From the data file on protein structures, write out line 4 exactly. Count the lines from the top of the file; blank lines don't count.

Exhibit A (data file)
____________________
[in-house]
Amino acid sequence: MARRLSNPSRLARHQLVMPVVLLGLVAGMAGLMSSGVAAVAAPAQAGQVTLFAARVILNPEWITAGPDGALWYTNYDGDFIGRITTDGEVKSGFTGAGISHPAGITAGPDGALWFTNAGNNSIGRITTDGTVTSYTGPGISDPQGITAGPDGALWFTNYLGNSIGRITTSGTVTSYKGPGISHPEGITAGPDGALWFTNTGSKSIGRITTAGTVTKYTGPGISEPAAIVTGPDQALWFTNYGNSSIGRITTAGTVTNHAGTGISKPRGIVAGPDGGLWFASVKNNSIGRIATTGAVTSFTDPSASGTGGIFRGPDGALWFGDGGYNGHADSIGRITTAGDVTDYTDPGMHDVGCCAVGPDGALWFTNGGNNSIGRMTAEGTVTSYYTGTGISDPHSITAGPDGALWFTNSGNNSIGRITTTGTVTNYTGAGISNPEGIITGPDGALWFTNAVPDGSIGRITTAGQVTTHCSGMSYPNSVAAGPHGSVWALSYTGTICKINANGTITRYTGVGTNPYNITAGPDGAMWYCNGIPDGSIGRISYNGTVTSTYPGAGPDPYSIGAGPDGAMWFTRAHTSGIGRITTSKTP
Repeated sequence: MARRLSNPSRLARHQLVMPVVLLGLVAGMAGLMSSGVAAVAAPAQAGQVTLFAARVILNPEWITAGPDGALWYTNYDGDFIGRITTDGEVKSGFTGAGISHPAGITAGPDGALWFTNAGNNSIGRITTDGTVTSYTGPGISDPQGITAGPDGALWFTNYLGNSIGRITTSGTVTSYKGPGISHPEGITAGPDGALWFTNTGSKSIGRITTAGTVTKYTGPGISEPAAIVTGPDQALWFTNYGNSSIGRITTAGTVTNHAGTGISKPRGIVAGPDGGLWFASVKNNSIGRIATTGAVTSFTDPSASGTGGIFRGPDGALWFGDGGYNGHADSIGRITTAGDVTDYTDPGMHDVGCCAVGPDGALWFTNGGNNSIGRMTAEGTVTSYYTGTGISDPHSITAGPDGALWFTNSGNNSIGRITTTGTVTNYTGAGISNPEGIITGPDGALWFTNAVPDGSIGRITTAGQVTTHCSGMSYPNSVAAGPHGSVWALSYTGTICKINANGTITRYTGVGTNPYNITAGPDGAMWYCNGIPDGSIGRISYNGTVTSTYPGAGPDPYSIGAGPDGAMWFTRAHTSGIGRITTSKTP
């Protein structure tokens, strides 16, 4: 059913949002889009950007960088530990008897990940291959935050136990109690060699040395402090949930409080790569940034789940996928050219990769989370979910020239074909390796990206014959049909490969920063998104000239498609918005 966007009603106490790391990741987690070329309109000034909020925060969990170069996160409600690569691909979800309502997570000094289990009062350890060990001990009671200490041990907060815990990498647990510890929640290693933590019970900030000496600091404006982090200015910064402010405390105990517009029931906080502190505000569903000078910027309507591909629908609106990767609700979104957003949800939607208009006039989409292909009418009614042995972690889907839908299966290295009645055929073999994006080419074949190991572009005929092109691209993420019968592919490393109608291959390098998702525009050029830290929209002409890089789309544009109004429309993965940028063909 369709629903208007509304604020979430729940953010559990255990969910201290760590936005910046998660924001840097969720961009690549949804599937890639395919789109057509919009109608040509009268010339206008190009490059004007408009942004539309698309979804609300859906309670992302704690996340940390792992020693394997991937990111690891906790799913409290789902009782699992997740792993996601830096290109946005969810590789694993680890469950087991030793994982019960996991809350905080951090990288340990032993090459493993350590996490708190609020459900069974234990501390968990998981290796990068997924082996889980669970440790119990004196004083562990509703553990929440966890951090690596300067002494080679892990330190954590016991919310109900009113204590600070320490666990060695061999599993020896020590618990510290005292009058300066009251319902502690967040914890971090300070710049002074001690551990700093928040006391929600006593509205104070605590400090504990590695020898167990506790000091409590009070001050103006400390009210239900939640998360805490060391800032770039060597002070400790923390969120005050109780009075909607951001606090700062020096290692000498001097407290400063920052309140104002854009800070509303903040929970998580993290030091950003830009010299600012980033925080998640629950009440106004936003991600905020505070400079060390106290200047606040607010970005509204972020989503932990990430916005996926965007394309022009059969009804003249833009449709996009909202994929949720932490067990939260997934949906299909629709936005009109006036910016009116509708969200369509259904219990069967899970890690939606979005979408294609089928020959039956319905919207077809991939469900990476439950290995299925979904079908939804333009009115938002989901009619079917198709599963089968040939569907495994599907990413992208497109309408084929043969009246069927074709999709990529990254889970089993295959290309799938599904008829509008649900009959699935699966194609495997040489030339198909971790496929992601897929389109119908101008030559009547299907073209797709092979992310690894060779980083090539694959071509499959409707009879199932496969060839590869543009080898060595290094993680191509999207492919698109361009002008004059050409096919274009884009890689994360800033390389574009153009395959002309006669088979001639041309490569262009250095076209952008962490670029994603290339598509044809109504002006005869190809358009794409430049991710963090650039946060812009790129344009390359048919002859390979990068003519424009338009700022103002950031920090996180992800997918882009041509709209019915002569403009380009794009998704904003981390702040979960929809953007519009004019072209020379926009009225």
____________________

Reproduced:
């Protein structure tokens, strides 16, 4: 059913949002889009950007960088530990008897990940291959935050136990109690060699040395402090949930409080790569940034789940996928050219990769989370979910020239074909390796990206014959049909490969920063998104000239498609918005 966007009603106490790391990741987690070329309109000034909020925060969990170069996160409600690569691909979800309502997570000094289990009062350890060990001990009671200490041990907060815990990498647990510890929640290693933590019970900030000496600091404006982090200015910064402010405390105990517009029931906080502190505000569903000078910027309507591909629908609106990767609700979104957003949800939607208009006039989409292909009418009614042995972690889907839908299966290295009645055929073999994006080419074949190991572009005929092109691209993420019968592919490393109608291959390098998702525009050029830290929209002409890089789309544009109004429309993965940028063909 369709629903208007509304604020979430729940953010559990255990969910201290760590936005910046998660924001840097969720961009690549949804599937890639395919789109057509919009109608040509009268010339206008190009490059004007408009942004539309698309979804609300859906309670992302704690996340940390792992020693394997991937990111690891906790799913409290789902009782699992997740792993996601830096290109946005969810590789694993680890469950087991030793994982019960996991809350905080951090990288340990032993090459493993350590996490708190609020459900069974234990501390968990998981290796990068997924082996889980669970440790119990004196004083562990509703553990929440966890951090690596300067002494080679892990330190954590016991919310109900009113204590600070320490666990060695061999599993020896020590618990510290005292009058300066009251319902502690967040914890971090300070710049002074001690551990700093928040006391929600006593509205104070605590400090504990590695020898167990506790000091409590009070001050103006400390009210239900939640998360805490060391800032770039060597002070400790923390969120005050109780009075909607951001606090700062020096290692000498001097407290400063920052309140104002854009800070509303903040929970998580993290030091950003830009010299600012980033925080998640629950009440106004936003991600905020505070400079060390106290200047606040607010970005509204972020989503932990990430916005996926965007394309022009059969009804003249833009449709996009909202994929949720932490067990939260997934949906299909629709936005009109006036910016009116509708969200369509259904219990069967899970890690939606979005979408294609089928020959039956319905919207077809991939469900990476439950290995299925979904079908939804333009009115938002989901009619079917198709599963089968040939569907495994599907990413992208497109309408084929043969009246069927074709999709990529990254889970089993295959290309799938599904008829509008649900009959699935699966194609495997040489030339198909971790496929992601897929389109119908101008030559009547299907073209797709092979992310690894060779980083090539694959071509499959409707009879199932496969060839590869543009080898060595290094993680191509999207492919698109361009002008004059050409096919274009884009890689994360800033390389574009153009395959002309006669088979001639041309490569262009250095076209952008962490670029994603290339598509044809109504002006005869190809358009794409430049991710963090650039946060812009790129344009390359048919002859390979990068003519424009338009700022103002950031920090996180992800997918882009041509709209019915002569403009380009794009998704904003981390702040979960929809953007519009004019072209020379926009009225």